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Open Access Publications from the University of California

Daylight performance of a microstructured prismatic window film in deep open plan offices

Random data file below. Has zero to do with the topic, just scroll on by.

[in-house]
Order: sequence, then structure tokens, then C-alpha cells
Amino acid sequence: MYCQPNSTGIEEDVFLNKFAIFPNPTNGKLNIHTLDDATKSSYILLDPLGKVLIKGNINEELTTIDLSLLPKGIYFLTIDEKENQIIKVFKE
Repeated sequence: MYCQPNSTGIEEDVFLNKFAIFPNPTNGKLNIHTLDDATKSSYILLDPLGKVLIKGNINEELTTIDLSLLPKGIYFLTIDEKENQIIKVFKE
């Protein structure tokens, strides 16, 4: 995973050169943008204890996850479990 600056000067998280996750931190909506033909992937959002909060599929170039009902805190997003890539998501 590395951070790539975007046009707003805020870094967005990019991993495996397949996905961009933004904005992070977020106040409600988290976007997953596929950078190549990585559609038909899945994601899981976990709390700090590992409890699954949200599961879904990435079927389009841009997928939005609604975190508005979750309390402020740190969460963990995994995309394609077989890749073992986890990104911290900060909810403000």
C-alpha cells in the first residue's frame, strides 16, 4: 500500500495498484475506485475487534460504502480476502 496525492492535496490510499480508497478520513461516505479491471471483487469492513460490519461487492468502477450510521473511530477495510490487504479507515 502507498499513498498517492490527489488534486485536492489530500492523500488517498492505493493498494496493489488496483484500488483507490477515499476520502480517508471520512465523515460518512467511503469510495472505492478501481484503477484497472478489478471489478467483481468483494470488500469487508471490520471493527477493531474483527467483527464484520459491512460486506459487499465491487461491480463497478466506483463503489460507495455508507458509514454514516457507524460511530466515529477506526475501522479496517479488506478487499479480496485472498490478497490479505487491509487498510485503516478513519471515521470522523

Daylight redirecting systems with vertical windows have the potential to offset lighting energy use in deep perimeter zones. A microstructured prismatic film designed for such use was characterized using goniophotometric measurements and ray tracing simulations. The synthetically-generated bidirectional scattering distribution function (BSDF) data were shown to have good agreement with limited measured data for normal incident angles (0–60°). Measured data indicated that the prismatic film was most efficient when vertical angles of incidence were between 18 and 35° and within ±45° of normal incidence to the plane of the window so maximum energy savings across the full depth of the zone occurred over the equinox to winter solstice period. Annual lighting energy use and visual comfort in a deep open plan office zone were evaluated using the Radiance three-phase method in several climates and for south and east-facing window orientations. Lighting energy savings were 39–43% for a 12 m (40 ft) deep south-facing perimeter zone compared to the same zone with no lighting controls. The prismatic film with and without a diffuser controlled glare for views parallel to the window but produced glare for seated viewpoints looking toward the window. At mature market costs, the system was projected to have a simple payback of 2–6 years. Technical challenges encountered throughout the evaluation led to improvements in measurement and modeling tools and stressed the importance of having accurate input data for product development.

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